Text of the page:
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Janet Sayers

This account of the lives and work of four women who followed in the rather large footsteps of Freud, the man with the beard and pipe who named that pesky enigma, the unconscious, is delightful on many counts. Or perhaps delightful is not the right word: but who cares, Lacan would make my word a wrong word anyway, so let it be delightful.

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Gavin is a Breton sailor, with much salt on his skin from the squally weather he must submit himself to over towards the coast of Ireland. But other salt is on their skins, as these two find themselves irresistibly drawn to each other, despite the dreadful gap between their life experiences and expectations. More often than not, at the first sign of a scene of sexual doings, you can begin cringing, as writers search for dubious imagery usually more redolent of the kitchen than the bedroom. But there is something naively successful about George’s descriptions and explanations. It’s all rather hearty and pleasing.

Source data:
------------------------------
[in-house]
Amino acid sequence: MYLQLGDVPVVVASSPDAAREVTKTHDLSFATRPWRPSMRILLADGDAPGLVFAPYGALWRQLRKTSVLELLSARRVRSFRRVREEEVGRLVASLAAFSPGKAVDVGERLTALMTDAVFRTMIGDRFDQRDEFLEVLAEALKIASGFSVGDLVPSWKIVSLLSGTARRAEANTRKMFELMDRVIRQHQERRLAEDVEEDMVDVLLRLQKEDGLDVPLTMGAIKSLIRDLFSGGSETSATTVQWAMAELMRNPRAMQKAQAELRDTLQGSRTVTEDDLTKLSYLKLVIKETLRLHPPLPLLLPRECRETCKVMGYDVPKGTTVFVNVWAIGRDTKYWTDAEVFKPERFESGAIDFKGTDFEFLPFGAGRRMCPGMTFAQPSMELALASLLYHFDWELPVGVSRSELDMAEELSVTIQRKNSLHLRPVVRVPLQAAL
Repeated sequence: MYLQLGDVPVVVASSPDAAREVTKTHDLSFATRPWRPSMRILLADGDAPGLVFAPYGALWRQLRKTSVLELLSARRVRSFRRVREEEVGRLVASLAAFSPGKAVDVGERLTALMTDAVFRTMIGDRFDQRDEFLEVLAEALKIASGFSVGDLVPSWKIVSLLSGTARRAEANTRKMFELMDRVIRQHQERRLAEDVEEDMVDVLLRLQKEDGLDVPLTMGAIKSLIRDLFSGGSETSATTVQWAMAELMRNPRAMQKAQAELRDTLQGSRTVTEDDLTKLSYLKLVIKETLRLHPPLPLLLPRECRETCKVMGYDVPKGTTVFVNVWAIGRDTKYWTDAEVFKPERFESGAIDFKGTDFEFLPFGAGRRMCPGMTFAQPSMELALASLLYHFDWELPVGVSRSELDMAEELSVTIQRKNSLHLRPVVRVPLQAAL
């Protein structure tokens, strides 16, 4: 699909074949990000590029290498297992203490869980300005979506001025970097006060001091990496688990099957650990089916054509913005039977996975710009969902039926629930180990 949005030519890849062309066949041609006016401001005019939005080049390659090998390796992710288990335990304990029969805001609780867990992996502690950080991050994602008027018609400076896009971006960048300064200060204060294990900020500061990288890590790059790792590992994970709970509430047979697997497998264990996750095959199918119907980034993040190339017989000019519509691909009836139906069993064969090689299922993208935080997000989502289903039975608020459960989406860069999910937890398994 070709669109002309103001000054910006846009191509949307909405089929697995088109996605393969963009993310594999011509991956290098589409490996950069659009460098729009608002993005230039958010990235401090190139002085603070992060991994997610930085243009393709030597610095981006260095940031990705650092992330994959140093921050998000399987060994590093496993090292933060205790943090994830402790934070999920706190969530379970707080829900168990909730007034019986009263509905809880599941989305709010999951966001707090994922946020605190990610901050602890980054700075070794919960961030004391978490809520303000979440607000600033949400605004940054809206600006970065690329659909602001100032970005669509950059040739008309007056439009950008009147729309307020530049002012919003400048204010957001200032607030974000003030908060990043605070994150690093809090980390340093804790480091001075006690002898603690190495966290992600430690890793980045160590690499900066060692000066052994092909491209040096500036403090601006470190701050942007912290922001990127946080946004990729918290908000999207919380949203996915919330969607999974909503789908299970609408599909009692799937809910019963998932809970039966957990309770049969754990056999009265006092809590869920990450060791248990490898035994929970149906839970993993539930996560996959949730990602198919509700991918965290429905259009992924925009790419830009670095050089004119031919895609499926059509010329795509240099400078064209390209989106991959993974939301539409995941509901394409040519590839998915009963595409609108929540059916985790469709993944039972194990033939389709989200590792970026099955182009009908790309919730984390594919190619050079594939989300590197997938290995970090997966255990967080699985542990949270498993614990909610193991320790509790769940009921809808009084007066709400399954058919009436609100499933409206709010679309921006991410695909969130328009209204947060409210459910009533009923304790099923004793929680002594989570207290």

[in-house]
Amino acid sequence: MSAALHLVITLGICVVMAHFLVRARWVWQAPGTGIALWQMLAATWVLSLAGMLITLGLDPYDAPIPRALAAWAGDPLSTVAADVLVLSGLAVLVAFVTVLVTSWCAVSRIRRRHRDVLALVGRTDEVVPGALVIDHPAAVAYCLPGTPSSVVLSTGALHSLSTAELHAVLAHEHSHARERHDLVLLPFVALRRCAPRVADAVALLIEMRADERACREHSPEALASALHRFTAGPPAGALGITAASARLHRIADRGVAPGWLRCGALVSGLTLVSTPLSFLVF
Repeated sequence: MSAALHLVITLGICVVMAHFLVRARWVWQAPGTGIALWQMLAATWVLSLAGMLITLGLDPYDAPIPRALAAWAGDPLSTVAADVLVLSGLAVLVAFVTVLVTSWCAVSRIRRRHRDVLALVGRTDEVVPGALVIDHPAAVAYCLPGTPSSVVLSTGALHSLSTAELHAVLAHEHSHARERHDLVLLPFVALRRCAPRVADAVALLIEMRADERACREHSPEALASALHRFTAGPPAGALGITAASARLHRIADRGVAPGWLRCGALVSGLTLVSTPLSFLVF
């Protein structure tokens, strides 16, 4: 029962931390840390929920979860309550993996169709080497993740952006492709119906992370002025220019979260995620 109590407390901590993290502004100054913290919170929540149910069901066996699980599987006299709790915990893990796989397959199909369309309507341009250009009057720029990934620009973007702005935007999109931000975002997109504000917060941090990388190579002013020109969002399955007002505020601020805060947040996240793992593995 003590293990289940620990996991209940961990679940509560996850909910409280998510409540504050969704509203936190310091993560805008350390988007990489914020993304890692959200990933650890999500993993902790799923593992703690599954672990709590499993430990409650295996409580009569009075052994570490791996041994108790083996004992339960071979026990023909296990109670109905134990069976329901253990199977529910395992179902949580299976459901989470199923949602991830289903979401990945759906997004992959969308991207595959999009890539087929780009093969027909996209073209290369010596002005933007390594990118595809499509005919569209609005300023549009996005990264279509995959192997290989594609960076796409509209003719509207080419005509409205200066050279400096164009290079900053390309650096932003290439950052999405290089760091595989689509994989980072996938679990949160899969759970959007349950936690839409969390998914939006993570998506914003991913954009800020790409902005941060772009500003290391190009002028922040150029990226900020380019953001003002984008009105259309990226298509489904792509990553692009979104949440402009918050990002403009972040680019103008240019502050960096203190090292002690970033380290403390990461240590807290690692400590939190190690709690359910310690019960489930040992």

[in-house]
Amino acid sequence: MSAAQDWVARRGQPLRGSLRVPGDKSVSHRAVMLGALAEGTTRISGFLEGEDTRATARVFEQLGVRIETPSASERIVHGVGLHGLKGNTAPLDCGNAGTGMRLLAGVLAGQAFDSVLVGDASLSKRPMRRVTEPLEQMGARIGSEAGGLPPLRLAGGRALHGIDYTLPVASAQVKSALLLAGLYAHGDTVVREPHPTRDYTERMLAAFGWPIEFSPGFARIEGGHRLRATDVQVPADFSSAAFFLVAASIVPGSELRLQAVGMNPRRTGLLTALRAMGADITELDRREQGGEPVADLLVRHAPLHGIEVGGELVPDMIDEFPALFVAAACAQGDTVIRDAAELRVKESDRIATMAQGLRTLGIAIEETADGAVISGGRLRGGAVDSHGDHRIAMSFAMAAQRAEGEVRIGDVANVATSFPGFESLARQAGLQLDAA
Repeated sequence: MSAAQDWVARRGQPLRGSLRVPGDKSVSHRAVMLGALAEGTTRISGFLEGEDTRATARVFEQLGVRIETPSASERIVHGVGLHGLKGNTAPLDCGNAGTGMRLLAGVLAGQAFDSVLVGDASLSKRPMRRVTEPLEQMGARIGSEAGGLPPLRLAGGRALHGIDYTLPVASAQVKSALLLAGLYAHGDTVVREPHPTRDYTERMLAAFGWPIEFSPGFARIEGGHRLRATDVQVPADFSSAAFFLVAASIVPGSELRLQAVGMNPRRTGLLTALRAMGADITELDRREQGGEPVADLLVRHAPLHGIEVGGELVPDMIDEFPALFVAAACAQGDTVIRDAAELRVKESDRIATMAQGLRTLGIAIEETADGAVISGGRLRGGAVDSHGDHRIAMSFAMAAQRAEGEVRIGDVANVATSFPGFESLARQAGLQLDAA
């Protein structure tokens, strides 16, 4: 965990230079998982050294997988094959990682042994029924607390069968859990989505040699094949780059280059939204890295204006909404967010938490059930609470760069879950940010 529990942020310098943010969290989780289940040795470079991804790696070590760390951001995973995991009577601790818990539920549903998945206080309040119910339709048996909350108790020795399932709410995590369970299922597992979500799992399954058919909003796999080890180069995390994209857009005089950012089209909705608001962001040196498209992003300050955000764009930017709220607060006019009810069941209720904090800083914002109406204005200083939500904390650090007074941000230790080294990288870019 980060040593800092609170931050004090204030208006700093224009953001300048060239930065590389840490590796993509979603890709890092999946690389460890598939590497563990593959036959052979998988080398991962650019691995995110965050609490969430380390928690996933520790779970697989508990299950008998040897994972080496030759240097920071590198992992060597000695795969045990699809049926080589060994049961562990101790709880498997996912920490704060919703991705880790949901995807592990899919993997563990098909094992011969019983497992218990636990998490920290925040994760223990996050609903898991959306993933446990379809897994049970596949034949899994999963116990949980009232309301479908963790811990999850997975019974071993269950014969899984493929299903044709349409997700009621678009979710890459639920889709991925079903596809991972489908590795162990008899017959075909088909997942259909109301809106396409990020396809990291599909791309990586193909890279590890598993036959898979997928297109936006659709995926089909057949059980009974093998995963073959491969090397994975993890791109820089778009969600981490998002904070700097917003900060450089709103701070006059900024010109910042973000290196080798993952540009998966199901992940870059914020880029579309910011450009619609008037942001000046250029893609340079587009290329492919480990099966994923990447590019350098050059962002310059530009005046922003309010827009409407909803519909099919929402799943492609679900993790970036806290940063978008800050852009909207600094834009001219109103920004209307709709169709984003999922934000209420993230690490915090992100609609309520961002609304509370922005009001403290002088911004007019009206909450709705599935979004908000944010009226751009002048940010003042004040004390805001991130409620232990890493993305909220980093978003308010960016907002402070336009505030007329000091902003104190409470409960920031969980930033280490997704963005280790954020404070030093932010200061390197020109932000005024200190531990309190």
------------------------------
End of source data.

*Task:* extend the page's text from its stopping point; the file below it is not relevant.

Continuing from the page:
Nothing very much happens; outside of their various coming-togethers, they marry other people, have children, work at their separate lives, move around the world. But back they come, and the passion is, as they say, rekindled, so they’re at it again, with gay abandon.

The tone is set in the opening chapter when George warns: ‘… there’s no way I can tell my story without describing the sin of firkytoodling, as sexual play was known in the sixteenth century.’ And firkytoodle they do, as often as time and tide allows. The translation, by the way, is superb. Goodness knows what firkytoodling was in the French, but this kind of totally right transition from the original French into English signals the translator, Mo Teitelbaum, to be chouette.

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